In what is surely the universe's warning to me about creating badly written and structurally unsound posts, replete with unnecessary phrasing and unneeded facts that would, ultimately, serve only to muddy the metaphysical waters, my original attempt at this one disappeared. I have no idea when or how, since I had the tab open and unfiddled-with for a day or so. Checked in this morning and - hey-presto! - it was gone. Thank you, universe.
No. Really. Thank you. I needed to do a better, tighter, more direct job. That didn't happen, but I do think this is a better post than my original effort.
My younger brother is a retired cop.
He ended his career as an RCMP officer, after many years serving our hometown as a town police constable and moving to the RCMP when the force took over covering our town. He was the guy who took the drunks home, and told asshole university students to calm the fuck down and stop bothering the neighbors, and worried about the working girls (yes, even towns of fewer than 5,000 have working girls and they knew my brother and trusted him, because he didn't arrest them, just told them to be careful.)
He was one of the few town constables accepted as an RCMP officer in the transition - not too bad for a man who never graduated high school and worked, years later, to get his GED. The RCMP has made a shit ton of reprehensible mistakes over the years, but seeing the worth of my brother was not one of them.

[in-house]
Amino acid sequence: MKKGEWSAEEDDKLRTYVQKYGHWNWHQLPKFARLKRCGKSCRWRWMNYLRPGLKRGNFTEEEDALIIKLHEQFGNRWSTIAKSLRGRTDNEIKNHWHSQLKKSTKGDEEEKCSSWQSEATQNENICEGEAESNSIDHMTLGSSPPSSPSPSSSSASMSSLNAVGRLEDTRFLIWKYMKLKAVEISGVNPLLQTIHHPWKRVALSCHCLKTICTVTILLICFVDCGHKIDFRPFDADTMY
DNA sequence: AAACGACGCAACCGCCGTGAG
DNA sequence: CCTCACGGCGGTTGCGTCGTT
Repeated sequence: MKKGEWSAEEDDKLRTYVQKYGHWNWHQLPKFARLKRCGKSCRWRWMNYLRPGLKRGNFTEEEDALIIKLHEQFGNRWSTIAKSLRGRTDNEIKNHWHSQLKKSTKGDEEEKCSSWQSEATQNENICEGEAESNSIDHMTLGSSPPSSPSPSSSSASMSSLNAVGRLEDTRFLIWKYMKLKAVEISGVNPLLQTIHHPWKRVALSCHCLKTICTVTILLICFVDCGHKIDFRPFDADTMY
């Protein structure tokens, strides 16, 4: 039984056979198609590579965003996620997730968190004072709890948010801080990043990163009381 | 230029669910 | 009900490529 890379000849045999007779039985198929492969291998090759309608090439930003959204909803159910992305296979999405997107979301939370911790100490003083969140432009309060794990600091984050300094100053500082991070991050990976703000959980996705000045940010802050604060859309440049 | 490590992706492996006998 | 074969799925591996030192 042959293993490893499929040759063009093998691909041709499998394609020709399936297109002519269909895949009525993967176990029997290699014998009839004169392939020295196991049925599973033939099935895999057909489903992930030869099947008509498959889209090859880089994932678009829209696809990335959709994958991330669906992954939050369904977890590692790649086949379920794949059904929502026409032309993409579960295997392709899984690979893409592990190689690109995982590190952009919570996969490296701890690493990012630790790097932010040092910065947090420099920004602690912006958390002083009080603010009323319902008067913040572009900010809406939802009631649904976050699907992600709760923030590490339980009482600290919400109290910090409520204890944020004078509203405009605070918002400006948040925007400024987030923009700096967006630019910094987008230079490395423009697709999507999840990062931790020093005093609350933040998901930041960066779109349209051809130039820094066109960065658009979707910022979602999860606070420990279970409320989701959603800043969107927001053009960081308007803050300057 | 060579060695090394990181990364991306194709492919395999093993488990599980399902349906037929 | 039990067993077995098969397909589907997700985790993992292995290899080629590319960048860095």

During his time as an RCMP officer, he helped shocked, frightened and confused passengers downed at Halifax airport on 9/11, calming them with his presence, his smile, his stupid jokes and his great heart. There were 40 planes with 8,000 passengers (two planes and almost 2,000 passengers more than in Gander Nfld. of "Come From Away" fame, she said, with a Bluenoser's pride.) and I know that the passengers on many of them were cared for and soothed by my brother.
He worked on fighting human trafficking as part of special detail tasked with that. Yes, human trafficking in Nova Scotia, New Brunswick and other Atlantic provinces. People brought in from eastern Europe and African nations via eastern Europe. Many of them trying desperately to reach the U.S. and depending on the viciously unpredictable mercies of traffickers. He was proud of what he did, and he should have been.
He returned to the airport in his final year or two with the RCMP, acting as both a smiling ambassador and that guy who takes the drunk and rowdy passengers off the plane, and gets hit and kicked for his trouble (he was in the news for that one, when the woman was on trial for ... ahem ... attempting to join the Mile High Club with another passenger, who was a bit less rowdy and kicky apparently. She got charged more for the kicky and hitty parts, although, yeah, trying to join the club in your seats and not in the dubious shelter of a bathroom, also nets you a couple of misdemeanor charges aaaand I digress.)
He left earlier than he wanted to, after an unexpected emergency quintuple bypass surgery, complicated by an asshole superior - but he left on his own terms.
As I said, he was a good cop.
And when I called him a week or so ago and we talked about George Floyd and Derek Chauvin, he was livid. Chauvin was a murderer, Mac said. We agreed on that. I said at least Chauvin had been charged - at that point, it was just the third-degree murder charged.